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Kilauea eruption update:
The lava flow advancing towards Pahoa on 22 Oct (image: USGS / annotations Culture Volcan)
Friday, Oct 24, 2014
The lava flow continues to advance towards Pahoa and might cut the first road very soon. During an overflight on 22 Oct, the most advanced front of the 27 June flow, a narrow lobe, was only approx. 480 m away from the Apa'a road. ... [more]
Very slowly advancing lava flow SW of Pahoa
Friday, Oct 17, 2014
The June 27th lava flow advancement has slowed, with the leading edge of the flow moving only a few tens of meters (yards) over the past two days. ... [more]
Satellite photo of Kilauea volcano, showing the summit caldera and parts of its east rift zone with the active vent Pu'u 'O'o.
Satellite photo of Kilauea volcano, showing the summit caldera and parts of its east rift zone with the active vent Pu'u 'O'o.
Three-dimesional view of Kilauea volcano based on satellite imagery.
Three-dimesional view of Kilauea volcano based on satellite imagery.

Map of Kilauea volcano, Big Island Hawai'i
Map of Kilauea volcano, Big Island Hawai'i

Kilauea volcano

Shield volcano 1277 m (4,190 ft)
Hawai'i, 19.43°N / -155.29°W
Current status: erupting (4 out of 5)
Kilauea webcams / live data
Kilauea volcano videos
Last update: 24 Oct 2014
Typical eruption style: Dominantly effusive since 1790, but ~60% explosive over past ~2500 years.
Kilauea volcano eruptions: Near-continuous eruptions. Since 1960: 1961 (4x), 1962, 1963 (2x), 1965 (2x), 1967-68, 1968 (2x), 1969, 1969-74, 1971 (2x), 1973 (2x), 1974 (3x), 1975, 1977, 1979, 1980, 1982 (2x), 1983-2013 (ongoing, incl. 1986, 1992, 1997, 2007, 2011 (3x)) Haleamaumau crater in the center of the Kilauea caldera - the heart of Kilauea volcano
TimeMag. / DepthDistanceLocation
Fri, 24 Oct
Fri, 24 Oct 07:22 UTCM 2.3 / 28.3 km12 km39km SSE of Waimea, Hawaii
Fri, 24 Oct 05:52 UTCM 1.7 / 2.1 km8 km11km SW of Volcano, Hawaii
Thu, 23 Oct
Thu, 23 Oct 20:05 UTCM 1.9 / 0.3 km37 km10km SW of Pahala, Hawaii
Thu, 23 Oct 20:05 UTCM 1.4 / 0.3 km38 km10km SW of Pahala, Hawaii
Thu, 23 Oct 06:15 UTCM 1.3 / 3.5 km14 km25km WNW of Volcano, Hawaii
View all recent quakes
Kilauea is the youngest and most active Hawaiian shield volcano, located on the southern part of the Island of Hawai'i, known as Big Island. Hawai'i is the southernmost and largest of the island chain, which owes its existence to the very active Hawaiian hot spot.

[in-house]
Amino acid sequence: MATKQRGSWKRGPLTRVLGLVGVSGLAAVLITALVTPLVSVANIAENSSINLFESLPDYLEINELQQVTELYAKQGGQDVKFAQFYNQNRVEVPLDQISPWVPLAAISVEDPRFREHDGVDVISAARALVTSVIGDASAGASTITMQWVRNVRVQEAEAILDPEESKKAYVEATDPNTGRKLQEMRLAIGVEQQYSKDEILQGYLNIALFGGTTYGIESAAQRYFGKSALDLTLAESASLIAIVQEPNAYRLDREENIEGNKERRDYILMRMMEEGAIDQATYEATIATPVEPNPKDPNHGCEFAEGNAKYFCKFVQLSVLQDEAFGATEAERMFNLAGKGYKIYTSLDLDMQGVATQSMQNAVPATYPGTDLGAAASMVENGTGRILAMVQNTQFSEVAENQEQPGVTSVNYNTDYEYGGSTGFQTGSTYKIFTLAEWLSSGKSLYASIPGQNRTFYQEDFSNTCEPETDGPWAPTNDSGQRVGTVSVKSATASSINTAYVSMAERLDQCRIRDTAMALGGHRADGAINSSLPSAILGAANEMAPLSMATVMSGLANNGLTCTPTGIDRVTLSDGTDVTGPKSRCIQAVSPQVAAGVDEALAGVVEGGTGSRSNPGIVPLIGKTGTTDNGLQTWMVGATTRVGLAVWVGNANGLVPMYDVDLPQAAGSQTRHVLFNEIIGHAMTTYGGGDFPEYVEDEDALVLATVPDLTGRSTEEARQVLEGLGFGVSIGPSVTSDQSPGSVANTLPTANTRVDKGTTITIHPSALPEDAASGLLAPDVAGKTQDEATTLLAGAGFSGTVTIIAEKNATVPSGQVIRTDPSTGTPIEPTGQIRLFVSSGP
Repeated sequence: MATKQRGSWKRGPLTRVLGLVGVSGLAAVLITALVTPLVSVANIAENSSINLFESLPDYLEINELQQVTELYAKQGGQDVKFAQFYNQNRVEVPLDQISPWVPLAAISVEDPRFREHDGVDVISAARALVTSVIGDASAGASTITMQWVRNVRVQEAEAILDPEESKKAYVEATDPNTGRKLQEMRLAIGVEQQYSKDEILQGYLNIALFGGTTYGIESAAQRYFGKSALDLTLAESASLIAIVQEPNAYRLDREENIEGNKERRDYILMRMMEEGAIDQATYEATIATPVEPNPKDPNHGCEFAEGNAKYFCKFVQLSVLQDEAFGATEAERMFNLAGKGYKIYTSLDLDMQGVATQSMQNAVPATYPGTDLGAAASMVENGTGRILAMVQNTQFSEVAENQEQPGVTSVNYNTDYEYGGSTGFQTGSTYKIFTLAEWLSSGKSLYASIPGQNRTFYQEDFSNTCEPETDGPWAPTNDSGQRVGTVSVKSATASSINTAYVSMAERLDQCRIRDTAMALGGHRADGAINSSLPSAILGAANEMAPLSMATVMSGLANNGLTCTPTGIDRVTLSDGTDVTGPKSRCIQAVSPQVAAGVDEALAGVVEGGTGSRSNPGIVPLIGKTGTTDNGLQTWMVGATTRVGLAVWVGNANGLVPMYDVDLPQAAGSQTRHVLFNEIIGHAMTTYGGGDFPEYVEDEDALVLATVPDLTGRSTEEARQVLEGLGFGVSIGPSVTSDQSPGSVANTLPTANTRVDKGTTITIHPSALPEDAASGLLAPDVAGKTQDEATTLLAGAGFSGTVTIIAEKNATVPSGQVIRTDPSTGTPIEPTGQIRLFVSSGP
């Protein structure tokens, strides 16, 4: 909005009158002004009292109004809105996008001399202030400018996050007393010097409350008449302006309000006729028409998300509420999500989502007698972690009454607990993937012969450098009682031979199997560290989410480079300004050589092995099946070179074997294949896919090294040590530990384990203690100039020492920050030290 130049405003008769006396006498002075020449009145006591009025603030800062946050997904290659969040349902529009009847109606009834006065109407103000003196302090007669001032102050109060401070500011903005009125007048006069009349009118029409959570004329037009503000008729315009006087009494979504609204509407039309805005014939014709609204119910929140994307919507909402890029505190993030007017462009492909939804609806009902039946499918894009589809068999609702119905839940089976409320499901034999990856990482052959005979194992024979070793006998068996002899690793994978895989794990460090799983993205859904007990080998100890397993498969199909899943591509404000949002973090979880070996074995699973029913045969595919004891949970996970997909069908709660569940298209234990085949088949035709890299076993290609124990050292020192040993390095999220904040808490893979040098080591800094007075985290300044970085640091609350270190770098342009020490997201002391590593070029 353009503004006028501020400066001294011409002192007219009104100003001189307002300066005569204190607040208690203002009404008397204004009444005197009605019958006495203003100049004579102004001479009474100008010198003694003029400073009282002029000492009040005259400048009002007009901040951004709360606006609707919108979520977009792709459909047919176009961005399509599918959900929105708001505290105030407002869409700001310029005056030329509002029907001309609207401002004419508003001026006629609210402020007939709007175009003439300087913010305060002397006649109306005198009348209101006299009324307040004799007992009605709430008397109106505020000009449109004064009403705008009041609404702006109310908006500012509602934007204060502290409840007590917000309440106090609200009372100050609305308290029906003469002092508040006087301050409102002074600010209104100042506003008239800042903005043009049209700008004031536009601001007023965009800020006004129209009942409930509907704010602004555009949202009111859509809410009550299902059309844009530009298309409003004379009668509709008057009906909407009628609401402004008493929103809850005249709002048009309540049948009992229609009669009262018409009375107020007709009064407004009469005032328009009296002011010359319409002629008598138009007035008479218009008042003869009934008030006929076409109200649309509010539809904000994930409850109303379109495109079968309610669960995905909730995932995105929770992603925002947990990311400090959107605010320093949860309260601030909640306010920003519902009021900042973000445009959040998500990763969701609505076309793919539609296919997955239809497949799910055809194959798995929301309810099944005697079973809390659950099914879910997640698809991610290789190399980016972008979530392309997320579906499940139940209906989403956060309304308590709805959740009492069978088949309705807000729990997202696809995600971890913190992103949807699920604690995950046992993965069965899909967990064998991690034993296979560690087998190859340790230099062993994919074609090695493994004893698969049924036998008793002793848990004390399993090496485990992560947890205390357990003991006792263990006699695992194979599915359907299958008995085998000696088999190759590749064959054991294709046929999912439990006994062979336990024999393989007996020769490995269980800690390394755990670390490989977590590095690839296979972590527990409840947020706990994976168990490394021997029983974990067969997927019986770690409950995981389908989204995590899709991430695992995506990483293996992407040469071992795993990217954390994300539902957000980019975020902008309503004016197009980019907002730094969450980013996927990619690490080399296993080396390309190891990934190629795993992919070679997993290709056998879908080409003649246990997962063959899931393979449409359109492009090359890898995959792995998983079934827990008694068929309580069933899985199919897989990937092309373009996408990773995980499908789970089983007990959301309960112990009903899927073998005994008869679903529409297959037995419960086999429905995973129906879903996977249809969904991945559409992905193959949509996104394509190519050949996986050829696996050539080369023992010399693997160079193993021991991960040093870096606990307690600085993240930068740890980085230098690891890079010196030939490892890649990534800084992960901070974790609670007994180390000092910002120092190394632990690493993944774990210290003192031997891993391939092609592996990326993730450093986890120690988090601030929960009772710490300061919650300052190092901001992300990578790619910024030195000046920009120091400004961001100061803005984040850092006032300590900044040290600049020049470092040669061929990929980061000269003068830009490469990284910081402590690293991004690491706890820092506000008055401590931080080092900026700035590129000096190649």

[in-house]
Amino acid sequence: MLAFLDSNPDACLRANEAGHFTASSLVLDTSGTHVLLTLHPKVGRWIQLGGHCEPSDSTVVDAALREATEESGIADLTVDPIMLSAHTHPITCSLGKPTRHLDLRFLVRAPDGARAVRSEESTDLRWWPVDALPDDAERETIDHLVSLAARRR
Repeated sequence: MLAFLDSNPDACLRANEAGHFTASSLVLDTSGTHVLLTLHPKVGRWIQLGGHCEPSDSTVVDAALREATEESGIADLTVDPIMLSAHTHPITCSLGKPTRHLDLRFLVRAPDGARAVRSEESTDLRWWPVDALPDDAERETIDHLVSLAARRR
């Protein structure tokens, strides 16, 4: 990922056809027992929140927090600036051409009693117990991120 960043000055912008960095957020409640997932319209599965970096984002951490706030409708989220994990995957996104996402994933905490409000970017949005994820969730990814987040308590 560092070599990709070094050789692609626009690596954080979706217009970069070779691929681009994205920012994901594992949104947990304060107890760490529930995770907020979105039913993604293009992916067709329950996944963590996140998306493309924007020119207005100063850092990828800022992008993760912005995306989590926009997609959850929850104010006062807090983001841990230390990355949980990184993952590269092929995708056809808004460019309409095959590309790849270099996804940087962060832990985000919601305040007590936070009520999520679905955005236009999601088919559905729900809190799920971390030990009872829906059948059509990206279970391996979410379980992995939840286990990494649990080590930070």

Kilauea volcano is near-constantly erupting from vents either on its summit (caldera) or on the rift zones. At present, Kilauea volcano is still having one of the most long-lived eruptions known on earth, which started in 1983 on the eastern rift zone and has mainly been concentrated at the Pu'u 'O'o vent.

Background:

Kilauea volcano, a youthful shield volcano, sitting on the south east flank of the massive Mauna Loa shield volcano, is the youngest volcano (on land) of the Hawaiian hot spot and not only the most active volcano of Hawaii but at the same time also the world's active volcano. It has been in near-constant activity since there is oral or written history and it is having an uninterrupted eruption since 1983 (at present at the Pu'u 'O'o vent on the East rift zone).

Its eruptions are prominent in Hawaiian Polynesian legends and written documentation about its activity go back to only 1820s when it started to attract interested visitor from all over the world and bacame one of volcanology's hot spots.

Kilauea has a large summit caldera with a central crater, Halemaumau, which is according to Hawaiian legends the home of the fire goddess Pele. Until 1924, it contained a lava lake. Kilauea has frequent summit and flank lava flow eruptions that are occurring along two elongated rift zones to the south-west and to the east, which extend to the sea on both sides of the volcano. The 3 x 5 km caldera was formed in several stages about 1500 years ago. About 90% of the surface of the basaltic shield volcano is formed of lava flows less than about 1100 years old; 70% of the volcano's surface is younger than 600 years. The long-term eruption from the East rift zone that began in 1983 has produced lava flows covering more than 100 sq km, destroying nearly 200 houses and adding new coastline to the island.

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